I’ve had a lot of good conversations in my life. And this conversation with Leticia O. Adams? It ranks right up there at the top. In today’s episode, Leticia and I sit down together and discuss such timely (yet seemingly eternal) topics as poverty, privilege, and racism.
Flipping the Script on Poverty and Privilege
I think we can all agree that there are conversations that we have in our lives that affect us deeply. They rock our world just enough to leave us thinking and processing long after the talking has stopped. This was one of those for me and I hope it will be for you, too.
There’s no way around it, this is a challenging episode. It’s one that will ask you to reconsider certain prejudices, hear another woman’s story with an open heart, and will prompt you to learn and grow. At the same time, though, it’ll make you laugh and provide some concrete steps for moving forward into a new frame of mind.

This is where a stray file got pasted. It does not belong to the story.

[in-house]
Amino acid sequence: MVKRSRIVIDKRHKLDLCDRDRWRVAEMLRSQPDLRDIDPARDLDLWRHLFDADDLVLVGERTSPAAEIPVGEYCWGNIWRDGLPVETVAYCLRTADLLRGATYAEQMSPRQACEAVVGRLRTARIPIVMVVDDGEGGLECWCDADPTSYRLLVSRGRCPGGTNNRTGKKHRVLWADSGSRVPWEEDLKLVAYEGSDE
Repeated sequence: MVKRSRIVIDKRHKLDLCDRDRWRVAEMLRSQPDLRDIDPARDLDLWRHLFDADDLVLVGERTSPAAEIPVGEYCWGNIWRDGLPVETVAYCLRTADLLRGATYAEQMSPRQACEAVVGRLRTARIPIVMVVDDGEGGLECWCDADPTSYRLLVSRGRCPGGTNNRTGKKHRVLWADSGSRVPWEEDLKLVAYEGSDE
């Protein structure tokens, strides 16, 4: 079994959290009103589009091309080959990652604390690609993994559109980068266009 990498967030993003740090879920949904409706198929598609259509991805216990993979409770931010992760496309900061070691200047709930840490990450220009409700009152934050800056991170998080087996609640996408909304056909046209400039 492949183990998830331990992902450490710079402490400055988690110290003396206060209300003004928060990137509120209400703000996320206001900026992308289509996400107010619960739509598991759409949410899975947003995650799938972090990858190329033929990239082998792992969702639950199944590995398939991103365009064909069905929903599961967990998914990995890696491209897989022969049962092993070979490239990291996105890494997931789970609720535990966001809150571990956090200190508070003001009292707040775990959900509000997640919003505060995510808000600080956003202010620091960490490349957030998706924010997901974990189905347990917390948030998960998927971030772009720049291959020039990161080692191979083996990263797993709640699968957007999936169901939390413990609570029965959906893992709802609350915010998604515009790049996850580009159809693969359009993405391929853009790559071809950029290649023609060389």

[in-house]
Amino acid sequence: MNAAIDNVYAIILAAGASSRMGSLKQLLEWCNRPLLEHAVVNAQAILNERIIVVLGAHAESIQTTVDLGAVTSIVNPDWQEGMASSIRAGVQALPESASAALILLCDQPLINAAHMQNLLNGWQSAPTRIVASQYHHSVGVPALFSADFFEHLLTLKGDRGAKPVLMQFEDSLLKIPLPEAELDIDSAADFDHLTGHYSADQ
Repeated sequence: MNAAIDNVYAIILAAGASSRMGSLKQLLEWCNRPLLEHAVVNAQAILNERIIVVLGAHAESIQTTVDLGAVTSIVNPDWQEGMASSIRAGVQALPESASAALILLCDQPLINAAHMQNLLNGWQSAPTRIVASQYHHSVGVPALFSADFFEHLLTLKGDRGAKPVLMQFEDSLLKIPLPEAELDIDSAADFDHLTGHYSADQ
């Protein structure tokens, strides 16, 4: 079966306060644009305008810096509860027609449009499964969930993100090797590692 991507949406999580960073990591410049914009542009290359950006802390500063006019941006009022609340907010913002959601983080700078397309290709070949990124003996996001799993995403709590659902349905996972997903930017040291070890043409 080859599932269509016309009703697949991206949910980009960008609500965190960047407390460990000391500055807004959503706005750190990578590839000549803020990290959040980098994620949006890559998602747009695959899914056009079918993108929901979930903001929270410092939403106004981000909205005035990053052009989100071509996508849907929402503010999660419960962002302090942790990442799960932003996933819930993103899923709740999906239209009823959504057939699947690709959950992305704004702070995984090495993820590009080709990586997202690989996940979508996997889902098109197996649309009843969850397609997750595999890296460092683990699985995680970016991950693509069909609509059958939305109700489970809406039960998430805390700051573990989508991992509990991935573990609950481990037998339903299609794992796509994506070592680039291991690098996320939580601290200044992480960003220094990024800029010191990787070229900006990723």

Content warning: We discuss the death by suicide of Leticia’s oldest son. If that is not a topic that is good for your heart right now, I understand. I love you. And I might suggest that you return to the episode at another time.
Who is Leticia O. Adams?
Leticia is a wife, mother and grandmother who lives in Texas. As a freelance writer, she has contributed to The Catholic Hipster Handbook from Ave Maria Press and Patrick Madrid’s Surprised by Truth from Sophia Press. Her work has appeared in numerous Catholic print and online publications including Our Sunday Visitor and Aleteia. Leticia was a regular featured guest on the Jen Fulwiler Show on Sirius XM, and a sought-after panelist at Catholic conferences, having most recently participated at FemCatholic and the Fall Conference at the deNicola Center for Ethics and Culture at the University of Notre Dame.
Quick Links from the Episode
It’s true, you guys. The best way you can encourage and help a new podcaster is by rating and reviewing their show on your favorite podcast player. Even more than that, though, is sharing the content so others can listen, too! It’s a personal touch that means a whole lot.